If you enjoy watching movies & Youtube on Edge browser, this is a cool extension – Turn off the Lights, by Stefan VD. It’s a handy little extension that dims the background around the video window, cutting out distractions. Here’s what it looks like:
I’ve been using it for about 2 weeks and have encountered only one issue – it popped out and stopped working until I shut Edge down and restarted it. Other than the one instance, I’ve had no other problems. Get it the usual way, Microsoft Store ->Extensions->Turn off the Lights. Once installed, it sits on the screen’s toolbar within easy clicking distance.
The image still is from Professor Quatermass and the Pit – BBC sci fi serial from the 1950s. One of the best sci fi series ever made. Go watch it … no .. go .. now… Watch it. Where else can you see extinct giant Martian grasshoppers destroying humanity?
Microsoft’s anniversary edition includes an update to the Edge browser that allows the installation of extensions. Omitting them was one of the more irritating “features” of the original Windows 10 release. Pickings are incredibly slim with only 13 offered. Kind of …. maybe …. confused? So am I. In the Extensions category, there are 13 listed. However, some aren’t categorised correctly and are available instore. Microsoft’s Personal Shopping Assistant is available, but doesn’t show up under extensions, nor does a search specifically for extensions produce any results. Sigh …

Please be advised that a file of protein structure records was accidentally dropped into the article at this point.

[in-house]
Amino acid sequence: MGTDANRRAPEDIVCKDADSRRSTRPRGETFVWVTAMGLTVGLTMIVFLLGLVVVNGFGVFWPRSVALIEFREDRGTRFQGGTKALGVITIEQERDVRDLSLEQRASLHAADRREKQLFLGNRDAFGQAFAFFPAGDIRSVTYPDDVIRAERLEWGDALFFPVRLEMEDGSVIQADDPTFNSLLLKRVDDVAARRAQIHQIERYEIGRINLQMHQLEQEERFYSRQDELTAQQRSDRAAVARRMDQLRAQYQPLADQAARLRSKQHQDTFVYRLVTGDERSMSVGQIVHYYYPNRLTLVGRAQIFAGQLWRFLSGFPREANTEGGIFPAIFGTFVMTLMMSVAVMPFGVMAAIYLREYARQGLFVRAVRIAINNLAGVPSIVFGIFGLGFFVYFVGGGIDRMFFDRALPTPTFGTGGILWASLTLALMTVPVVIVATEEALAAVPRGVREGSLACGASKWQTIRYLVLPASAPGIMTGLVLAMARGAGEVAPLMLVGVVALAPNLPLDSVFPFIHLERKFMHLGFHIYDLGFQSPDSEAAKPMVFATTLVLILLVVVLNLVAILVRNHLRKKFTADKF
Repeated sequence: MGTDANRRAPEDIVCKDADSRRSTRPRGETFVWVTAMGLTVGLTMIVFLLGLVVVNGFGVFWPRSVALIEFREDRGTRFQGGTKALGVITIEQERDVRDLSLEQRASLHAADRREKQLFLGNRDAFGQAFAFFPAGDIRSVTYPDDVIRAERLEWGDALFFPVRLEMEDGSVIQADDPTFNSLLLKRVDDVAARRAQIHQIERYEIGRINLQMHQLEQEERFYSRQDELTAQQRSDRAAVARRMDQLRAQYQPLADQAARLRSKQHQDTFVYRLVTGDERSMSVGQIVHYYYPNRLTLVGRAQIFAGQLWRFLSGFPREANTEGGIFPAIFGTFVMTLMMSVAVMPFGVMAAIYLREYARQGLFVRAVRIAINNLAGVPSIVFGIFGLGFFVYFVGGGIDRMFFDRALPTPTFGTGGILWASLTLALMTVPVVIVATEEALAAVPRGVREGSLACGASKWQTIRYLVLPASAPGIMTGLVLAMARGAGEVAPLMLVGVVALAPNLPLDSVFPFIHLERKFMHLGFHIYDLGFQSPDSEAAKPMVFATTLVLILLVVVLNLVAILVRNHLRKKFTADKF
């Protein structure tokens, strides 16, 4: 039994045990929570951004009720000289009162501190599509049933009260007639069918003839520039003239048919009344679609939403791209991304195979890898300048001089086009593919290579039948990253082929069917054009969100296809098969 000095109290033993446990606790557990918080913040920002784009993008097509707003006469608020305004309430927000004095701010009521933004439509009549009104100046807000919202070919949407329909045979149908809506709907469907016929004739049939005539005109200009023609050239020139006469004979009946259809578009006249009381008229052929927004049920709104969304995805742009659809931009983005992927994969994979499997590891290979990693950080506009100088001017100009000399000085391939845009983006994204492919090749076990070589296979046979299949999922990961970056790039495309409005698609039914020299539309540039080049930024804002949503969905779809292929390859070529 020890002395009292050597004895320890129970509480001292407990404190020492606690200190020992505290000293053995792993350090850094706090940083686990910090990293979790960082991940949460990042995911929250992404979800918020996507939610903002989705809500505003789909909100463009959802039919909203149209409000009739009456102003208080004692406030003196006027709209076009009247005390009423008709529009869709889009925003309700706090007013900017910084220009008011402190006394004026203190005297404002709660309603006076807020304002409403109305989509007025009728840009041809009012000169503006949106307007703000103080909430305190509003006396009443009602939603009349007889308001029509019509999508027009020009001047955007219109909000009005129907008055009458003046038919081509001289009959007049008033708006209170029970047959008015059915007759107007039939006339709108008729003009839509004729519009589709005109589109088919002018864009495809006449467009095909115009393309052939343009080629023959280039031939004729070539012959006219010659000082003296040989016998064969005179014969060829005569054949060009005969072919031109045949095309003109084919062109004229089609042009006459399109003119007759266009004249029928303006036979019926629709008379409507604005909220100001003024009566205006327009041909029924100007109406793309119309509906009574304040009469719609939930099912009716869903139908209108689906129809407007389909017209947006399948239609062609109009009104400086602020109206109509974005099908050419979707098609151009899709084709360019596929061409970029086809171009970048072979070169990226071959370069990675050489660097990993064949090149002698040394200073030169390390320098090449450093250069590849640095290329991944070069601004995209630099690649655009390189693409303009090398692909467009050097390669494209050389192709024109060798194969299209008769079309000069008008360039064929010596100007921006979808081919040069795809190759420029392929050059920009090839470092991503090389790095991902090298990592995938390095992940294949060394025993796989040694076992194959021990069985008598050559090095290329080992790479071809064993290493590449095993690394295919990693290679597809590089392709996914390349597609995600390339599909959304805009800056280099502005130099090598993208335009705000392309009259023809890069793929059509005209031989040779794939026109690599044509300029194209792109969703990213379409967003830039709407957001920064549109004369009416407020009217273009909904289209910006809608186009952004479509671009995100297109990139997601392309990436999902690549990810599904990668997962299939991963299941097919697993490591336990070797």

How do you install them? Look up at the top right corner and click on the 3 dots:
Slide your mouse down the list and click once on Extensions -> Get Extensions from the Store. Wait a few seconds and the Microsoft Store will open to the extensions page. Or open the store app, click on Collections and scroll down to Extensions. Click on the one you want and it will install automatically.
To view, change or delete an extension, return to the Extensions menu. Right clicking on the extension will allow you to delete or change the options. Pretty straight forward, but we’ll have to sit around twiddling our thumbs waiting for the category to fill up. I’ll add extension reviews here on the App Reviews section when they start showing up.